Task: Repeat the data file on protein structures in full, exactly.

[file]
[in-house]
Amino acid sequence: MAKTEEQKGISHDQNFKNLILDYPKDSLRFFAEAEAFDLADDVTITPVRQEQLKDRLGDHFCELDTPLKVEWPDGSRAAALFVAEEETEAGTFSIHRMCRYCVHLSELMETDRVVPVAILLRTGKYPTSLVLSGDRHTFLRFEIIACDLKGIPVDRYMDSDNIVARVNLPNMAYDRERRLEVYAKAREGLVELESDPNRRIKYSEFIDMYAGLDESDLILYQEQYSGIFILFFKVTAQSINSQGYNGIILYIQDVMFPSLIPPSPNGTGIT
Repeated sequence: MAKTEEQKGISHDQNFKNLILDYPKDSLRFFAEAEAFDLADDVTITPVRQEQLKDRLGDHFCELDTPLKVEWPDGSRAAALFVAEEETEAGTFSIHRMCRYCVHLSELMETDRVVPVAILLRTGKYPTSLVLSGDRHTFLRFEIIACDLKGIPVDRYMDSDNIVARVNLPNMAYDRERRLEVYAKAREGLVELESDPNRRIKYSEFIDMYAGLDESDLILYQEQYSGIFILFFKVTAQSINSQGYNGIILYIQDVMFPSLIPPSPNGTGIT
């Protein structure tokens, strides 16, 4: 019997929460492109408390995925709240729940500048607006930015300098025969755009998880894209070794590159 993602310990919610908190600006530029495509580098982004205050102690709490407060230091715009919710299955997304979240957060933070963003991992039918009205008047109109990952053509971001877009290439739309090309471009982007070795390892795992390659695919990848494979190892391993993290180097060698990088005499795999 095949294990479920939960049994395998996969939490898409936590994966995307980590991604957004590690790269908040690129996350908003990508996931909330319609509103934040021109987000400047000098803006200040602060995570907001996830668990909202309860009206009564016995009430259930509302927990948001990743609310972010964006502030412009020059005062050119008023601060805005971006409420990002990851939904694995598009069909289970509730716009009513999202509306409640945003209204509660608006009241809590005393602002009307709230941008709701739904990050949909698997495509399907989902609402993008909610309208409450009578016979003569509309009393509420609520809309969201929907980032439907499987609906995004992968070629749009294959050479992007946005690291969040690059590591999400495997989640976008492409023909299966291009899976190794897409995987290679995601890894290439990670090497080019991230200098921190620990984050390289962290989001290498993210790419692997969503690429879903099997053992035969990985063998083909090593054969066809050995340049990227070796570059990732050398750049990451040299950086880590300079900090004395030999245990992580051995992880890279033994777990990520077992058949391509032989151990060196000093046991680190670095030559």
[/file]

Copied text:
[in-house]
Amino acid sequence: MAKTEEQKGISHDQNFKNLILDYPKDSLRFFAEAEAFDLADDVTITPVRQEQLKDRLGDHFCELDTPLKVEWPDGSRAAALFVAEEETEAGTFSIHRMCRYCVHLSELMETDRVVPVAILLRTGKYPTSLVLSGDRHTFLRFEIIACDLKGIPVDRYMDSDNIVARVNLPNMAYDRERRLEVYAKAREGLVELESDPNRRIKYSEFIDMYAGLDESDLILYQEQYSGIFILFFKVTAQSINSQGYNGIILYIQDVMFPSLIPPSPNGTGIT
Repeated sequence: MAKTEEQKGISHDQNFKNLILDYPKDSLRFFAEAEAFDLADDVTITPVRQEQLKDRLGDHFCELDTPLKVEWPDGSRAAALFVAEEETEAGTFSIHRMCRYCVHLSELMETDRVVPVAILLRTGKYPTSLVLSGDRHTFLRFEIIACDLKGIPVDRYMDSDNIVARVNLPNMAYDRERRLEVYAKAREGLVELESDPNRRIKYSEFIDMYAGLDESDLILYQEQYSGIFILFFKVTAQSINSQGYNGIILYIQDVMFPSLIPPSPNGTGIT
């Protein structure tokens, strides 16, 4: 019997929460492109408390995925709240729940500048607006930015300098025969755009998880894209070794590159 993602310990919610908190600006530029495509580098982004205050102690709490407060230091715009919710299955997304979240957060933070963003991992039918009205008047109109990952053509971001877009290439739309090309471009982007070795390892795992390659695919990848494979190892391993993290180097060698990088005499795999 095949294990479920939960049994395998996969939490898409936590994966995307980590991604957004590690790269908040690129996350908003990508996931909330319609509103934040021109987000400047000098803006200040602060995570907001996830668990909202309860009206009564016995009430259930509302927990948001990743609310972010964006502030412009020059005062050119008023601060805005971006409420990002990851939904694995598009069909289970509730716009009513999202509306409640945003209204509660608006009241809590005393602002009307709230941008709701739904990050949909698997495509399907989902609402993008909610309208409450009578016979003569509309009393509420609520809309969201929907980032439907499987609906995004992968070629749009294959050479992007946005690291969040690059590591999400495997989640976008492409023909299966291009899976190794897409995987290679995601890894290439990670090497080019991230200098921190620990984050390289962290989001290498993210790419692997969503690429879903099997053992035969990985063998083909090593054969066809050995340049990227070796570059990732050398750049990451040299950086880590300079900090004395030999245990992580051995992880890279033994777990990520077992058949391509032989151990060196000093046991680190670095030559």